I wonder if snowmobiles have those electric seat-warmers like some cars have.

At last! Islanders could ride their machines without having to skip all over the road looking for snow patches! This is Main Street in front of the marina.

Fort Street. The Trinity Church steeple blends into the gray skies, as more snow falls.

The lady on the hill sits wrapped in her blanket of white.

I love all these photos, but this is one of my favorite. The Island library has just enough color to peek out from all that white. This would have been a great day to sit in front of the library fireplace, read a good book, and occasionally glance out the back door at the half-frozen Straits.

Market Street - a real, live snow globe.

The boardwalk - out past the library.

Photos by Heather May

A big, very old lilac tree . . .

. . . stands as a silent sentinel at the corner of this Cadotte home.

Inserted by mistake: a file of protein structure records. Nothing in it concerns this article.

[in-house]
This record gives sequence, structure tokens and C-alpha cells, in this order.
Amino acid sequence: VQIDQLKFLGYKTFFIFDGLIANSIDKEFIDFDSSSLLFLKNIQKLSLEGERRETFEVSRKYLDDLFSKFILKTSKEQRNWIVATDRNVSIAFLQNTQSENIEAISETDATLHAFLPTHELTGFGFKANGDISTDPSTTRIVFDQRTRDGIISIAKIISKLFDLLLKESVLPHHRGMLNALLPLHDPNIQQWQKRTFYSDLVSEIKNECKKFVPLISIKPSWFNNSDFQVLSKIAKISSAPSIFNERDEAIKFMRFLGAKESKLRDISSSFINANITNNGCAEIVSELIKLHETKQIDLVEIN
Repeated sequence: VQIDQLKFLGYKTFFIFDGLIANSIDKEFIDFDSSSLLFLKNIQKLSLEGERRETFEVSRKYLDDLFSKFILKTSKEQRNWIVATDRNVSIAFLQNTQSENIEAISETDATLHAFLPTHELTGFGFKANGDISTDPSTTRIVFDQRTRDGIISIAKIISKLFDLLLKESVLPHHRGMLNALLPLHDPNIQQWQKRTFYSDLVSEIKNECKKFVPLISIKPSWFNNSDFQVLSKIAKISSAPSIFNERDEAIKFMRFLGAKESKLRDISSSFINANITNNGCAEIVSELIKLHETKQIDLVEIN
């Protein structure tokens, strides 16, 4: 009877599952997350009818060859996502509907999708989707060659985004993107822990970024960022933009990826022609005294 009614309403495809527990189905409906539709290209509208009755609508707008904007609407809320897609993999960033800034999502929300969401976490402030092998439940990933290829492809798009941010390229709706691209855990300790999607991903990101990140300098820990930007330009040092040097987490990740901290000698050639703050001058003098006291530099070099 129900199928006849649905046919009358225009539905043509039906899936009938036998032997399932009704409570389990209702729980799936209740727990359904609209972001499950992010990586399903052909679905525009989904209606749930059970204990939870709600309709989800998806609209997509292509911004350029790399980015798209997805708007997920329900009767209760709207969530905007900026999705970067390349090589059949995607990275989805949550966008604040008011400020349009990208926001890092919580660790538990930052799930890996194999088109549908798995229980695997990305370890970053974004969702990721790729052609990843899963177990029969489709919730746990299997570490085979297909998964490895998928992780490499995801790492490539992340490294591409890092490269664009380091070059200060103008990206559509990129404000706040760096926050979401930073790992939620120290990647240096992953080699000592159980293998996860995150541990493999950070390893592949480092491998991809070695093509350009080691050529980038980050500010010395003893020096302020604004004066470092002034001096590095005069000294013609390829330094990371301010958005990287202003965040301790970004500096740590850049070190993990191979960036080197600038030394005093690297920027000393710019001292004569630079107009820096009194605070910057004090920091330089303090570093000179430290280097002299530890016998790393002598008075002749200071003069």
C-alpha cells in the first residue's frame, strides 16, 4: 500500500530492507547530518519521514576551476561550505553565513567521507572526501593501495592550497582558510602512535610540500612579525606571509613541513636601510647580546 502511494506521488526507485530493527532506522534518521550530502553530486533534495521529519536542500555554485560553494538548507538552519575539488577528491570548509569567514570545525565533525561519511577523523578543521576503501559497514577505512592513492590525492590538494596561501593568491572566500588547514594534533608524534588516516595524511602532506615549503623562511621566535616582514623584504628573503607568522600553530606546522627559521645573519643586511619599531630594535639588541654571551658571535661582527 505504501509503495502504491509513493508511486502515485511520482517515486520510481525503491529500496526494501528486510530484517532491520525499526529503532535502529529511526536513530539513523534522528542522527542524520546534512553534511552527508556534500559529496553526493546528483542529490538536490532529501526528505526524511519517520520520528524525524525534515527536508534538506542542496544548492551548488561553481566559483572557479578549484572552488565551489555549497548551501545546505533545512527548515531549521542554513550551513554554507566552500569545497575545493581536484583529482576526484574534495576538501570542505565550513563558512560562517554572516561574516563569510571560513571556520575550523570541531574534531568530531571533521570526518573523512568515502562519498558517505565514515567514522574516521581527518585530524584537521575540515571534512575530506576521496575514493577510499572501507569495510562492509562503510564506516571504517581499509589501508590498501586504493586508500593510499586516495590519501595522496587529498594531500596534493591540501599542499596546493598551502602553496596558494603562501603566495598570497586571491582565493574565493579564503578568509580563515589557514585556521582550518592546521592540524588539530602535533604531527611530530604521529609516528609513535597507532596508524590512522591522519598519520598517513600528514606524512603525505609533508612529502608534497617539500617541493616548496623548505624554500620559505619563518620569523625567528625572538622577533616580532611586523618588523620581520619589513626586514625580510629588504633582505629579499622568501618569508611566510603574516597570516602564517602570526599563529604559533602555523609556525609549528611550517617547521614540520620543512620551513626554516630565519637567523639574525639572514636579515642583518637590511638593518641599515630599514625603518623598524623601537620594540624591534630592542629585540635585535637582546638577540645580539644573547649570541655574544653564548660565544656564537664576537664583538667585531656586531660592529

Another Cadotte home. I love that splash of blue against all that white.

The Lucky Bean Coffee House (Mackinac newest coffee spot). Come spring, there will be a cute little table and chairs outside that front door so you can sit and enjoy their yummy hot drinks and fresh-baked pastries.

The Cloghaun Bed & Breakfast . . .

. . . and the Metivier Inn Bed & Breakfast. Do you remember how the yards of these two inns look during the summer? Each is a riot of flowers in every color in the rainbow.

A quick glimpse down Hoban Street shows snowmobiles parked across from the Cawthone Village Inn.

French Lane looks empty except for a few tree branches that gave way under the heavy snow.

The Shepler Dock. You can see on the far right that someone started to walk out to the end, and then had a change of heart.